Dominion Lending Centres BTB Mortgage Solutions

4849 Jepson St Niagara Falls 905 357 5366

Mortgage Insurance Premiums. Many people know what they are- an extra cost to you the borrower. But not many people realize how they are calculated. Understanding the premium charges and how they are calculated will help lead you to making smarter down payments.

  • 5%- 9.99% down payment of a purchase price is a 4% premium
  • 10%- 14.99% down payment of a purchase price is a 3.10% premium
  • 15%- 19.99% down payment of a purchase price is a 2.8% premium

So, that means with a $300,000 purchase price and a $30,000 down payment (10%), you would have a 3.10% premium added to your mortgage, making your total mortgage amount $270,000 + $8,370 for $278,370 total. The $8,370 being 3.10% of your original $270,000 mortgage.

Now let’s say you have a down payment potential of $60,000 and have the income to afford a $350,000 purchase price but you found one for $325,000. Using your entire $60,000 down payment (18.46%), your new mortgage amount would be $272,420, where $7,420 of it represents the mortgage insurance premium.

But what if you change that $60,000 (18.46% down payment) to say $48,750 and have a down payment of exactly 15%? Well, your premium is still the exact same as it would be with an 18.46% down payment because your premium is still 2.8% of the mortgage amount. That means you will now save $11,250 (difference in down payments), while only paying $7,735 in premiums (an increase of $315).

I don’t know about you, but if someone told me I could put $11,250 less down and it would only change my insurance premium by $315, I am holding onto that money. You now have more cash for unexpected expenses, moving allowance, furniture, anything you want. You can even apply it to your first pre-payment against your mortgage and pay the interest down while taking time off your loan. Obviously if cash is not an issue, putting the full $60,000 would be better seeing as you are borrowing less and paying less interest. However, if cash is tight, why not hold onto it and pay that difference over the course of 25 years?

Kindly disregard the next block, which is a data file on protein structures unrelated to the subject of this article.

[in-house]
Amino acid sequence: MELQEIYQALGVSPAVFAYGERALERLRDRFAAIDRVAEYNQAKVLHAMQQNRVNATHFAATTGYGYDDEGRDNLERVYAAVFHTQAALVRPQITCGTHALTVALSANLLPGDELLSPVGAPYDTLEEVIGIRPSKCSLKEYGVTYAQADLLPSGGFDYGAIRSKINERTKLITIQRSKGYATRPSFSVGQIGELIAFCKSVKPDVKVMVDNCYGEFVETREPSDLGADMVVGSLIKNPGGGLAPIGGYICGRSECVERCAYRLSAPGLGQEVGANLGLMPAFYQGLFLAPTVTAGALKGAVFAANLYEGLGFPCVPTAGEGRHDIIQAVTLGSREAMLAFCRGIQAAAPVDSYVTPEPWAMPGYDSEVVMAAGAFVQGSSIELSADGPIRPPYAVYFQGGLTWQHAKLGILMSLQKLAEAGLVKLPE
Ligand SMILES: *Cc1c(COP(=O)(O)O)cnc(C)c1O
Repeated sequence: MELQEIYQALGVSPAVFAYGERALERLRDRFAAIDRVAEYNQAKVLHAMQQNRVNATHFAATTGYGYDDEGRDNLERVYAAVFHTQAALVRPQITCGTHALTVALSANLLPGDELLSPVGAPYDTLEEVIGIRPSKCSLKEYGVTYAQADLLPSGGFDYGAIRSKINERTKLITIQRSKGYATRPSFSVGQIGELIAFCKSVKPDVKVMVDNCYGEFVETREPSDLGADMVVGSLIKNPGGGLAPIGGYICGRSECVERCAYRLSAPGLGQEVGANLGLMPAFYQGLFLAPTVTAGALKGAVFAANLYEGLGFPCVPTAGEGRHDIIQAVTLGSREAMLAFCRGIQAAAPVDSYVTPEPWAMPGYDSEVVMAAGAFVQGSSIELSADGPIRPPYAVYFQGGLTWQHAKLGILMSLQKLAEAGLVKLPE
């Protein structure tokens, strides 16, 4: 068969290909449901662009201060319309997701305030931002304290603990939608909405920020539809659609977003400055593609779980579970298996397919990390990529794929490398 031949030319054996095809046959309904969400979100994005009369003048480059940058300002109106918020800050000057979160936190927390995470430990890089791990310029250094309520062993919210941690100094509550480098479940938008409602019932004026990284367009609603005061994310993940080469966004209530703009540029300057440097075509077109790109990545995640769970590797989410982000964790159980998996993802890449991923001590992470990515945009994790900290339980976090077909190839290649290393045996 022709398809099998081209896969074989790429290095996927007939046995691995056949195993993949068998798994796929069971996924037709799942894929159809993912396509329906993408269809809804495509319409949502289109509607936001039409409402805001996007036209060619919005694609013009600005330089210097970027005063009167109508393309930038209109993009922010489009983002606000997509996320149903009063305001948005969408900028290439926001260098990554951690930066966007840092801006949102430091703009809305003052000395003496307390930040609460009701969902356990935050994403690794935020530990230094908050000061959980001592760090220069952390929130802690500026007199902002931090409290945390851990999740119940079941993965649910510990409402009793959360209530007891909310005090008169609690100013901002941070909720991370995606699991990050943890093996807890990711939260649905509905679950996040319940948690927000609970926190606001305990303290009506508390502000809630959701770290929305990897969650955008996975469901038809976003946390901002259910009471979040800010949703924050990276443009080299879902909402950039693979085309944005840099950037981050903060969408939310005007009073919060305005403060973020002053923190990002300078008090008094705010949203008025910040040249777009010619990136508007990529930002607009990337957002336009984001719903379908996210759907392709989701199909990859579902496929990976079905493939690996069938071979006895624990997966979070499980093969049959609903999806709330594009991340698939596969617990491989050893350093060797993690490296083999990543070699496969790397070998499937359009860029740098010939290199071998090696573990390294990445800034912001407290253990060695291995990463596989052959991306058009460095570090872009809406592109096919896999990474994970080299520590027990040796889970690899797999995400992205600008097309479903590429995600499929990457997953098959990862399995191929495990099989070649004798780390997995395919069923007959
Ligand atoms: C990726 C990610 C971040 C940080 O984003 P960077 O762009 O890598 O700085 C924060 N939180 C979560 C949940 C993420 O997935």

Consult with a Dominion Lending Centres BTB Mortgage Solutions mortgage professional when it comes to structuring your mortgage request with a bank. It is small little things like this that make all the difference. Call us today at 905 357 5366 or toll free 877 357 5366.

Welcome Home Niagara Home ownership Program

General Michael Distefano 5 Feb


Did you know we can use the

with some of our mortgage loan products ?

The purpose of the Home ownership Program is to:

Make home ownership a reality for low to moderate income households in Niagara
Ease the demand for rental housing by assisting renter households to buy affordable houses
Offer down payment assistance for homebuyers through a 5% forgivable loan to a maximum of $16,964
Encourage developers to build affordable housing

Give Dominion Lending Centres BTB Mortgage Solutions a call today at 9054 357 5366 to see if you qualify for a Home ownership assistance program loan.

More info:

Eligible Buyers

To be eligible for a down payment loan a buyer must:

  • Be a Canadian Citizen, Landed Immigrant or have Refugee Claimant Status with no outstanding removal order
  • Be 18 years of age or older
  • Not own or have an interest in other residential properties or owe arrears to a government assisted affordable housing provider or Niagara Regional Housing
  • Currently be renting and looking to buy a sole and principle residence in Niagara
  • Have a gross household income below $77,600 and assets below $30,000
  • Be eligible to obtain a mortgage
  • Provide documents to prove eligibility
  • Agree to register loan on title for 20 years

Eligible Homes

  • New homes (home inspection encouraged)
  • Resale homes (home inspection required at buyer’s cost)
  • Purchase price cannot exceed $339,294
  • May be detached, semi- detached, townhome, duplex or condo
  • Must be modest in size and features